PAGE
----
Long-term postoperative complications in authors’ studied groups are shown in Table 3.

Long-term complicationsGroup 1 (n = 34)Group 2 (n = 27)
Hernia recurrence22
Chronic pain24

Table 3.

Long-term complications in both groups.

The surgical treatment of incisional hernia has changed rapidly during the last decade with the increasing use of mesh technique and the introduction of laparoscopy. However, many questions concerning mesh type, mesh positioning, fixation method, and operation type still remain unanswered. Patients with incisional hernia are a heterogeneous population with patient-specific comorbidity and innate differences (e.g., collagen formation quality). This makes the choice of the technique most suitable for each patient even if it is more difficult.

The authors’ retrospective study including 61 patients with large incisional hernias treated with hybrid technique has shown that the hybrid technique is an effective method confirmed by a low rate of recurrence. However, the hybrid technique is a complicated surgical method. Perfect knowledge of anatomy of the abdominal wall is required from a surgeon as well as expertly employed of open and laparoscopic surgical approach. Moreover, long-term multicenter studies comparing the results of hybrid technique are needed to establish its efficacy. For the time being, it is considered a good alternative to its open-only counterpart, at least in experienced hands.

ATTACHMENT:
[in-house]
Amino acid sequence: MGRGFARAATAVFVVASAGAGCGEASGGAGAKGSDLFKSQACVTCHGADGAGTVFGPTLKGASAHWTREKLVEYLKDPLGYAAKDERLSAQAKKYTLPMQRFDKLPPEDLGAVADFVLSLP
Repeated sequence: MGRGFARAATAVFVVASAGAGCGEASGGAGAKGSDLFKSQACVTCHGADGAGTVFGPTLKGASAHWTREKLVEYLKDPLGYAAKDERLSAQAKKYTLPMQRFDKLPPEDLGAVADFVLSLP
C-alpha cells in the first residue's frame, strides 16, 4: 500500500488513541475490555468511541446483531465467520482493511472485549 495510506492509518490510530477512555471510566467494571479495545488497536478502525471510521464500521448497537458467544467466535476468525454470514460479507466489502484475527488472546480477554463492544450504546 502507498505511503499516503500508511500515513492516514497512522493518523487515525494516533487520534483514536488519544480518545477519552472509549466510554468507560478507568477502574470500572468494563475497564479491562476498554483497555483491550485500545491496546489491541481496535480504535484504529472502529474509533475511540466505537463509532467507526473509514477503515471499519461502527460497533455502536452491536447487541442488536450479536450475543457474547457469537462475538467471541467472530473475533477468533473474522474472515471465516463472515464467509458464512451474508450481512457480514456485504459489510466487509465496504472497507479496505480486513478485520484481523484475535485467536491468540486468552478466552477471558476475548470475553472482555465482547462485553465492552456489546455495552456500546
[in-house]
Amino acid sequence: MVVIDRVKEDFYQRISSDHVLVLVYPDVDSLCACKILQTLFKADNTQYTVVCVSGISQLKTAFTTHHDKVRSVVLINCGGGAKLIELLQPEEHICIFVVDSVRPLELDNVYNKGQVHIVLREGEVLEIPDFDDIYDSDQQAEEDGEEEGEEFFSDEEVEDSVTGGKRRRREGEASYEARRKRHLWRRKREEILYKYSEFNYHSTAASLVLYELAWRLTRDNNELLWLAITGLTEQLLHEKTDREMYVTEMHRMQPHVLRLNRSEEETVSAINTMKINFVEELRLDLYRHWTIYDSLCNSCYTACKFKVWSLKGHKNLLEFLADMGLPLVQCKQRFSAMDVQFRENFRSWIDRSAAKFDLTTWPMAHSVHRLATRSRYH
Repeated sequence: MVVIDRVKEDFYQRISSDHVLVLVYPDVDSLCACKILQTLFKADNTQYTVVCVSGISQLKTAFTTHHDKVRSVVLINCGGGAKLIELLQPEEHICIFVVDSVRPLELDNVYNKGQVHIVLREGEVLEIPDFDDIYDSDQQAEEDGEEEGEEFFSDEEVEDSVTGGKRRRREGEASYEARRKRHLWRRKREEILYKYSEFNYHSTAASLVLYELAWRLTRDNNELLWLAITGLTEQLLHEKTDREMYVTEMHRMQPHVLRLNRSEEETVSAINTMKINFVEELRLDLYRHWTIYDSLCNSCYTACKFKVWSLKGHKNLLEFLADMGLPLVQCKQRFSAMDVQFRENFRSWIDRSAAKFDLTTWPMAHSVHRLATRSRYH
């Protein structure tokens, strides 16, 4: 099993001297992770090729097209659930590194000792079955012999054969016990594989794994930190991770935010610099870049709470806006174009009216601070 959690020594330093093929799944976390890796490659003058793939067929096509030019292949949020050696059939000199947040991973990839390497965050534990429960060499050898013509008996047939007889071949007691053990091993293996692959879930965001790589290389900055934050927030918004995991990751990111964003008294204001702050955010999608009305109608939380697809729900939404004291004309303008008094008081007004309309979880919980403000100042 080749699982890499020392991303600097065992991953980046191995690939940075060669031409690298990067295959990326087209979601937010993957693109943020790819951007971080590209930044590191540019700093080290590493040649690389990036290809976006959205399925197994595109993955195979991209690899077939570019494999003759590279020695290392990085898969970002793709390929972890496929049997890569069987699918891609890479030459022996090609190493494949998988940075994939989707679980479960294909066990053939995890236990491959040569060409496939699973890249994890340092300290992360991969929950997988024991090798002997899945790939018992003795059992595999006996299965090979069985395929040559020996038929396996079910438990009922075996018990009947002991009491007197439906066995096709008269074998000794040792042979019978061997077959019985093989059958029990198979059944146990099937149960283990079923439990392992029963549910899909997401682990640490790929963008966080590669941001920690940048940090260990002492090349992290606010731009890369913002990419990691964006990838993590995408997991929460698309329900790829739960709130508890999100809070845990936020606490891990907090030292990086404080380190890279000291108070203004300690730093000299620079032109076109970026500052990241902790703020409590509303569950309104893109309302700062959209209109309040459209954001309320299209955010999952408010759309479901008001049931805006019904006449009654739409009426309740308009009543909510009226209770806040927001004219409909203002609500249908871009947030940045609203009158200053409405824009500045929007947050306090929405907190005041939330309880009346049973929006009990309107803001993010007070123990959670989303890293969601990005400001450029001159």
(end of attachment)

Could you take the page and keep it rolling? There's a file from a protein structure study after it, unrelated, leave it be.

© 2018 The Author(s). Licensee IntechOpen. This chapter is distributed under the terms of the Creative Commons Attribution 3.0 License, which permits unrestricted use, distribution, and reproduction in any medium, provided the original work is properly cited.

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Monika Romanowska and Jacek Pawlak (July 18th 2018). Hybrid Technique for Incisional Hernias, Hernia Surgery and Recent Developments, Arshad M. Malik, IntechOpen, DOI: 10.5772/intechopen.76941. Available from: